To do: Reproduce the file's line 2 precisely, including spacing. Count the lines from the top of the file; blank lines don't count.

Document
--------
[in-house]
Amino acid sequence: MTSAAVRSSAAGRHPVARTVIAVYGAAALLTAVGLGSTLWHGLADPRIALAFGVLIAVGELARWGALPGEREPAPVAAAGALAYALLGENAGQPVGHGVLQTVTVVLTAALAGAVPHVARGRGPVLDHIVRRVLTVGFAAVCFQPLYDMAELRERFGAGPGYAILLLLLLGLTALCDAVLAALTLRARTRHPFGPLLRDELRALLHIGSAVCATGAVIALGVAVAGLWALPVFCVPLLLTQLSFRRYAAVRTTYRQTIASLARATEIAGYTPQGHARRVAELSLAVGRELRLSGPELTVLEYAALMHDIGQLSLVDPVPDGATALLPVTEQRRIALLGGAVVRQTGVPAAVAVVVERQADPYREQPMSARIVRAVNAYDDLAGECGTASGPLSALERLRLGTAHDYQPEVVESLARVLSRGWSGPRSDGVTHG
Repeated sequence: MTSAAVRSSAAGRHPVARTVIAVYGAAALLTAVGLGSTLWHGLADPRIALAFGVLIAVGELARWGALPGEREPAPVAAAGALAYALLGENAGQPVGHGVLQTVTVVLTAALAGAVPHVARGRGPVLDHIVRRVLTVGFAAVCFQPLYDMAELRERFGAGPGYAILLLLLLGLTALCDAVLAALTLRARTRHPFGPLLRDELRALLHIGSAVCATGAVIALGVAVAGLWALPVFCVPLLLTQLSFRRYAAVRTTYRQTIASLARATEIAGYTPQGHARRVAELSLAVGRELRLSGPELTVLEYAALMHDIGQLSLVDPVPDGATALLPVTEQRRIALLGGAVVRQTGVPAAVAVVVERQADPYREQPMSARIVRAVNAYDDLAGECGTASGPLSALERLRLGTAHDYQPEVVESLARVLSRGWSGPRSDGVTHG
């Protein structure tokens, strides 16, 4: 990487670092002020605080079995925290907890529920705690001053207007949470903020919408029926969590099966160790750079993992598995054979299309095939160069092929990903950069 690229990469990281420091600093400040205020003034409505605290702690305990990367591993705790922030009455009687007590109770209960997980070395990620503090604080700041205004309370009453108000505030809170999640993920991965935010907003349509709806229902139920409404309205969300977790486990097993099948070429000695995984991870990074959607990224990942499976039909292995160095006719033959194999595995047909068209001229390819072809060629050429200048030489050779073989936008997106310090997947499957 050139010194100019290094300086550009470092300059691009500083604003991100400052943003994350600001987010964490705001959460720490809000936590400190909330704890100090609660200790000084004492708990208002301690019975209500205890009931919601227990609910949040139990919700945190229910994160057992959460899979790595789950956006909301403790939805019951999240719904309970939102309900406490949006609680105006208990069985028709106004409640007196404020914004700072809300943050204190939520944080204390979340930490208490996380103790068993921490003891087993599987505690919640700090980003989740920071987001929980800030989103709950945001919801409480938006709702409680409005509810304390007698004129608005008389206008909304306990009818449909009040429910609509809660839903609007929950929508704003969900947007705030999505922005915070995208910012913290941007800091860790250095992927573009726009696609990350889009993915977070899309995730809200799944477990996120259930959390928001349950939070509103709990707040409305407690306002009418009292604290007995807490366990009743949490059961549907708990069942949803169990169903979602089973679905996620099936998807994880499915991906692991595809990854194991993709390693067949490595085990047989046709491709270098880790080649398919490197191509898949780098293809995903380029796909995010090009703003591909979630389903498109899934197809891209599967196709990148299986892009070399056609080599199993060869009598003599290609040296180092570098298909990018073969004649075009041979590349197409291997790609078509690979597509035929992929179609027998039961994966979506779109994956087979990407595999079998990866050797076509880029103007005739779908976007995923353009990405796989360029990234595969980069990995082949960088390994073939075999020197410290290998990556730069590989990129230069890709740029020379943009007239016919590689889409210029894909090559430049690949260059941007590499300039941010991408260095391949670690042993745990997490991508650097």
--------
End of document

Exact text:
Amino acid sequence: MTSAAVRSSAAGRHPVARTVIAVYGAAALLTAVGLGSTLWHGLADPRIALAFGVLIAVGELARWGALPGEREPAPVAAAGALAYALLGENAGQPVGHGVLQTVTVVLTAALAGAVPHVARGRGPVLDHIVRRVLTVGFAAVCFQPLYDMAELRERFGAGPGYAILLLLLLGLTALCDAVLAALTLRARTRHPFGPLLRDELRALLHIGSAVCATGAVIALGVAVAGLWALPVFCVPLLLTQLSFRRYAAVRTTYRQTIASLARATEIAGYTPQGHARRVAELSLAVGRELRLSGPELTVLEYAALMHDIGQLSLVDPVPDGATALLPVTEQRRIALLGGAVVRQTGVPAAVAVVVERQADPYREQPMSARIVRAVNAYDDLAGECGTASGPLSALERLRLGTAHDYQPEVVESLARVLSRGWSGPRSDGVTHG